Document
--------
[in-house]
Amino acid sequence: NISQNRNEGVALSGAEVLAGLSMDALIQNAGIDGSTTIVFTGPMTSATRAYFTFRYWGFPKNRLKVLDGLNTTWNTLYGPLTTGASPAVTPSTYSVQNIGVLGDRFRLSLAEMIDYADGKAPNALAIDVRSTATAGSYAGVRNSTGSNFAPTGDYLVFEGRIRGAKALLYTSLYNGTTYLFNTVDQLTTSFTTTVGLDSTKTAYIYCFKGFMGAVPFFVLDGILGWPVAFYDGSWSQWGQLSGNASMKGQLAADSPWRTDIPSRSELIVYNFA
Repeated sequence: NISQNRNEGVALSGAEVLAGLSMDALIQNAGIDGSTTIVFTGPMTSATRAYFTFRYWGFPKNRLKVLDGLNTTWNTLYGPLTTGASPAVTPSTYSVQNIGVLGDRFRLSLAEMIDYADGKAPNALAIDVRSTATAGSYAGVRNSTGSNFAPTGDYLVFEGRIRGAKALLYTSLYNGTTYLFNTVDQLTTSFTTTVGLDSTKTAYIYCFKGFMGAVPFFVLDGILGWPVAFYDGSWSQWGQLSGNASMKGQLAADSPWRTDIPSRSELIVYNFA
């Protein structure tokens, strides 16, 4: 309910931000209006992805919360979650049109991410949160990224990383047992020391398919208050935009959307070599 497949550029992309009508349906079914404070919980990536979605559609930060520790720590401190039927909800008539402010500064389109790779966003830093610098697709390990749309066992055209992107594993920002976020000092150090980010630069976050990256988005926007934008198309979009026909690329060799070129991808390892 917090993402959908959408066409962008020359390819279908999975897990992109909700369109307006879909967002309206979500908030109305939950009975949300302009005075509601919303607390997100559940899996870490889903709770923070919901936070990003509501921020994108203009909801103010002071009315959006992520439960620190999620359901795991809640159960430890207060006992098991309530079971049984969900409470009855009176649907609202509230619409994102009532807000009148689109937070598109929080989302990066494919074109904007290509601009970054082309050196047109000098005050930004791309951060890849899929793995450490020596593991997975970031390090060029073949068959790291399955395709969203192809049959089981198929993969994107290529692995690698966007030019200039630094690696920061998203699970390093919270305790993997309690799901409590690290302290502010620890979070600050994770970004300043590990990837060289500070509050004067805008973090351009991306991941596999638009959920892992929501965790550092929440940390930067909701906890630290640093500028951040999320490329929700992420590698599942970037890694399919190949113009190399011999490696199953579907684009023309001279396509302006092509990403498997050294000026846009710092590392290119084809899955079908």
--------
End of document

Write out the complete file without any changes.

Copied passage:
[in-house]
Amino acid sequence: NISQNRNEGVALSGAEVLAGLSMDALIQNAGIDGSTTIVFTGPMTSATRAYFTFRYWGFPKNRLKVLDGLNTTWNTLYGPLTTGASPAVTPSTYSVQNIGVLGDRFRLSLAEMIDYADGKAPNALAIDVRSTATAGSYAGVRNSTGSNFAPTGDYLVFEGRIRGAKALLYTSLYNGTTYLFNTVDQLTTSFTTTVGLDSTKTAYIYCFKGFMGAVPFFVLDGILGWPVAFYDGSWSQWGQLSGNASMKGQLAADSPWRTDIPSRSELIVYNFA
Repeated sequence: NISQNRNEGVALSGAEVLAGLSMDALIQNAGIDGSTTIVFTGPMTSATRAYFTFRYWGFPKNRLKVLDGLNTTWNTLYGPLTTGASPAVTPSTYSVQNIGVLGDRFRLSLAEMIDYADGKAPNALAIDVRSTATAGSYAGVRNSTGSNFAPTGDYLVFEGRIRGAKALLYTSLYNGTTYLFNTVDQLTTSFTTTVGLDSTKTAYIYCFKGFMGAVPFFVLDGILGWPVAFYDGSWSQWGQLSGNASMKGQLAADSPWRTDIPSRSELIVYNFA
């Protein structure tokens, strides 16, 4: 309910931000209006992805919360979650049109991410949160990224990383047992020391398919208050935009959307070599 497949550029992309009508349906079914404070919980990536979605559609930060520790720590401190039927909800008539402010500064389109790779966003830093610098697709390990749309066992055209992107594993920002976020000092150090980010630069976050990256988005926007934008198309979009026909690329060799070129991808390892 917090993402959908959408066409962008020359390819279908999975897990992109909700369109307006879909967002309206979500908030109305939950009975949300302009005075509601919303607390997100559940899996870490889903709770923070919901936070990003509501921020994108203009909801103010002071009315959006992520439960620190999620359901795991809640159960430890207060006992098991309530079971049984969900409470009855009176649907609202509230619409994102009532807000009148689109937070598109929080989302990066494919074109904007290509601009970054082309050196047109000098005050930004791309951060890849899929793995450490020596593991997975970031390090060029073949068959790291399955395709969203192809049959089981198929993969994107290529692995690698966007030019200039630094690696920061998203699970390093919270305790993997309690799901409590690290302290502010620890979070600050994770970004300043590990990837060289500070509050004067805008973090351009991306991941596999638009959920892992929501965790550092929440940390930067909701906890630290640093500028951040999320490329929700992420590698599942970037890694399919190949113009190399011999490696199953579907684009023309001279396509302006092509990403498997050294000026846009710092590392290119084809899955079908």